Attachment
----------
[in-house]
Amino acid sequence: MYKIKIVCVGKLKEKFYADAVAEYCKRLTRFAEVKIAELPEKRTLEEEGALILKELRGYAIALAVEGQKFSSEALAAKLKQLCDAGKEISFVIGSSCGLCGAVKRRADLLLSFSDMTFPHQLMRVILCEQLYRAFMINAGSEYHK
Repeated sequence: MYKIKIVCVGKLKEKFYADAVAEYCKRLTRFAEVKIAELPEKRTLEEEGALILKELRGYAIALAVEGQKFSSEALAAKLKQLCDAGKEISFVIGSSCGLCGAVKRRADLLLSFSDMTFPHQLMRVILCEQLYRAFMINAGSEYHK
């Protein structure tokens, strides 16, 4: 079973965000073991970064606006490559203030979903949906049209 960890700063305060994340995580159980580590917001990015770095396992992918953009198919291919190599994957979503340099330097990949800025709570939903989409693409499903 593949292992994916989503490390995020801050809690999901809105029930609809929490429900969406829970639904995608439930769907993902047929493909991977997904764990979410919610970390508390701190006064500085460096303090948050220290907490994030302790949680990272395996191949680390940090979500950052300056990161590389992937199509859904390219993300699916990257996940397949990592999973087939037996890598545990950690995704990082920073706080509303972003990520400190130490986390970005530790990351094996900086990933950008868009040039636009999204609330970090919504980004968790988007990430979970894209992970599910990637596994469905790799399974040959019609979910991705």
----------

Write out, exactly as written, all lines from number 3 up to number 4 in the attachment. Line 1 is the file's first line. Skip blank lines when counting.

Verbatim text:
Repeated sequence: MYKIKIVCVGKLKEKFYADAVAEYCKRLTRFAEVKIAELPEKRTLEEEGALILKELRGYAIALAVEGQKFSSEALAAKLKQLCDAGKEISFVIGSSCGLCGAVKRRADLLLSFSDMTFPHQLMRVILCEQLYRAFMINAGSEYHK
């Protein structure tokens, strides 16, 4: 079973965000073991970064606006490559203030979903949906049209 960890700063305060994340995580159980580590917001990015770095396992992918953009198919291919190599994957979503340099330097990949800025709570939903989409693409499903 593949292992994916989503490390995020801050809690999901809105029930609809929490429900969406829970639904995608439930769907993902047929493909991977997904764990979410919610970390508390701190006064500085460096303090948050220290907490994030302790949680990272395996191949680390940090979500950052300056990161590389992937199509859904390219993300699916990257996940397949990592999973087939037996890598545990950690995704990082920073706080509303972003990520400190130490986390970005530790990351094996900086990933950008868009040039636009999204609330970090919504980004968790988007990430979970894209992970599910990637596994469905790799399974040959019609979910991705």